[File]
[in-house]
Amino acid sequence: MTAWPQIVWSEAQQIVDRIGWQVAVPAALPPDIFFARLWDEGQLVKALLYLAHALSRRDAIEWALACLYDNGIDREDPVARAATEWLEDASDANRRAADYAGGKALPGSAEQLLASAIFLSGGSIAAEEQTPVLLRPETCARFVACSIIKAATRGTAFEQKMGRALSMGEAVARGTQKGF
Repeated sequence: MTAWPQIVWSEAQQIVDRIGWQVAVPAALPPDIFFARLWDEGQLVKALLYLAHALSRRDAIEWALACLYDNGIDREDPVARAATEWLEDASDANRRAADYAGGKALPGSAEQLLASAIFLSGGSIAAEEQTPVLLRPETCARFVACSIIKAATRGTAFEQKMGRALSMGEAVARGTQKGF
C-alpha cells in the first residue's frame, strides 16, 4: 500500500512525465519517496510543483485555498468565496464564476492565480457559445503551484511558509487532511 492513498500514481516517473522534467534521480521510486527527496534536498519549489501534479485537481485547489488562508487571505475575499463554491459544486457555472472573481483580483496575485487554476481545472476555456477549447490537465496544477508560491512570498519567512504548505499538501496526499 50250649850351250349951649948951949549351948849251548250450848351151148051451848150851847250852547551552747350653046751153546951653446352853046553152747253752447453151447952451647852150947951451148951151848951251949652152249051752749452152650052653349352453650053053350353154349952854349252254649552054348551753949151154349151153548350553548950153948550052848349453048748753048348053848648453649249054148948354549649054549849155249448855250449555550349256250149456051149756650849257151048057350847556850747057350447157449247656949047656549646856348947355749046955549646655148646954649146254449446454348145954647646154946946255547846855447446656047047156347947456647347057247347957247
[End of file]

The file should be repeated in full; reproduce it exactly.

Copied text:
[in-house]
Amino acid sequence: MTAWPQIVWSEAQQIVDRIGWQVAVPAALPPDIFFARLWDEGQLVKALLYLAHALSRRDAIEWALACLYDNGIDREDPVARAATEWLEDASDANRRAADYAGGKALPGSAEQLLASAIFLSGGSIAAEEQTPVLLRPETCARFVACSIIKAATRGTAFEQKMGRALSMGEAVARGTQKGF
Repeated sequence: MTAWPQIVWSEAQQIVDRIGWQVAVPAALPPDIFFARLWDEGQLVKALLYLAHALSRRDAIEWALACLYDNGIDREDPVARAATEWLEDASDANRRAADYAGGKALPGSAEQLLASAIFLSGGSIAAEEQTPVLLRPETCARFVACSIIKAATRGTAFEQKMGRALSMGEAVARGTQKGF
C-alpha cells in the first residue's frame, strides 16, 4: 500500500512525465519517496510543483485555498468565496464564476492565480457559445503551484511558509487532511 492513498500514481516517473522534467534521480521510486527527496534536498519549489501534479485537481485547489488562508487571505475575499463554491459544486457555472472573481483580483496575485487554476481545472476555456477549447490537465496544477508560491512570498519567512504548505499538501496526499 50250649850351250349951649948951949549351948849251548250450848351151148051451848150851847250852547551552747350653046751153546951653446352853046553152747253752447453151447952451647852150947951451148951151848951251949652152249051752749452152650052653349352453650053053350353154349952854349252254649552054348551753949151154349151153548350553548950153948550052848349453048748753048348053848648453649249054148948354549649054549849155249448855250449555550349256250149456051149756650849257151048057350847556850747057350447157449247656949047656549646856348947355749046955549646655148646954649146254449446454348145954647646154946946255547846855447446656047047156347947456647347057247347957247